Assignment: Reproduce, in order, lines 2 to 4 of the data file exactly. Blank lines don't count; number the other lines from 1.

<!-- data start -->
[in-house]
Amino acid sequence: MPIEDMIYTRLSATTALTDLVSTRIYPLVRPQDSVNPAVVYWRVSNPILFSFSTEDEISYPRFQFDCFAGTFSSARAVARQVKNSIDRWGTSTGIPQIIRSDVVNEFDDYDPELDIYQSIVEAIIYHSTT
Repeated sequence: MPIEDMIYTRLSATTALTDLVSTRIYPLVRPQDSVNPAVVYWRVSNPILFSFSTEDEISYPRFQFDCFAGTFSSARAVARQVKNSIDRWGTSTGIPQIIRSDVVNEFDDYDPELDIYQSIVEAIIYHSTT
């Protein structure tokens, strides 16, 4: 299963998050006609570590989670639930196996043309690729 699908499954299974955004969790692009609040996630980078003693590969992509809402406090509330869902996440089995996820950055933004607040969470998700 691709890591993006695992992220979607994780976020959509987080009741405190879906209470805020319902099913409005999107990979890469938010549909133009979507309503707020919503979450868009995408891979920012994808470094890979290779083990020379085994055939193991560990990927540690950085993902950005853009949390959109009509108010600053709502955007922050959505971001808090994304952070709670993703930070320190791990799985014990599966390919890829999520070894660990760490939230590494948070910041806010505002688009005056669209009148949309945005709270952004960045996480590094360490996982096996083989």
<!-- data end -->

Amino acid sequence: MPIEDMIYTRLSATTALTDLVSTRIYPLVRPQDSVNPAVVYWRVSNPILFSFSTEDEISYPRFQFDCFAGTFSSARAVARQVKNSIDRWGTSTGIPQIIRSDVVNEFDDYDPELDIYQSIVEAIIYHSTT
Repeated sequence: MPIEDMIYTRLSATTALTDLVSTRIYPLVRPQDSVNPAVVYWRVSNPILFSFSTEDEISYPRFQFDCFAGTFSSARAVARQVKNSIDRWGTSTGIPQIIRSDVVNEFDDYDPELDIYQSIVEAIIYHSTT
């Protein structure tokens, strides 16, 4: 299963998050006609570590989670639930196996043309690729 699908499954299974955004969790692009609040996630980078003693590969992509809402406090509330869902996440089995996820950055933004607040969470998700 691709890591993006695992992220979607994780976020959509987080009741405190879906209470805020319902099913409005999107990979890469938010549909133009979507309503707020919503979450868009995408891979920012994808470094890979290779083990020379085994055939193991560990990927540690950085993902950005853009949390959109009509108010600053709502955007922050959505971001808090994304952070709670993703930070320190791990799985014990599966390919890829999520070894660990760490939230590494948070910041806010505002688009005056669209009148949309945005709270952004960045996480590094360490996982096996083989």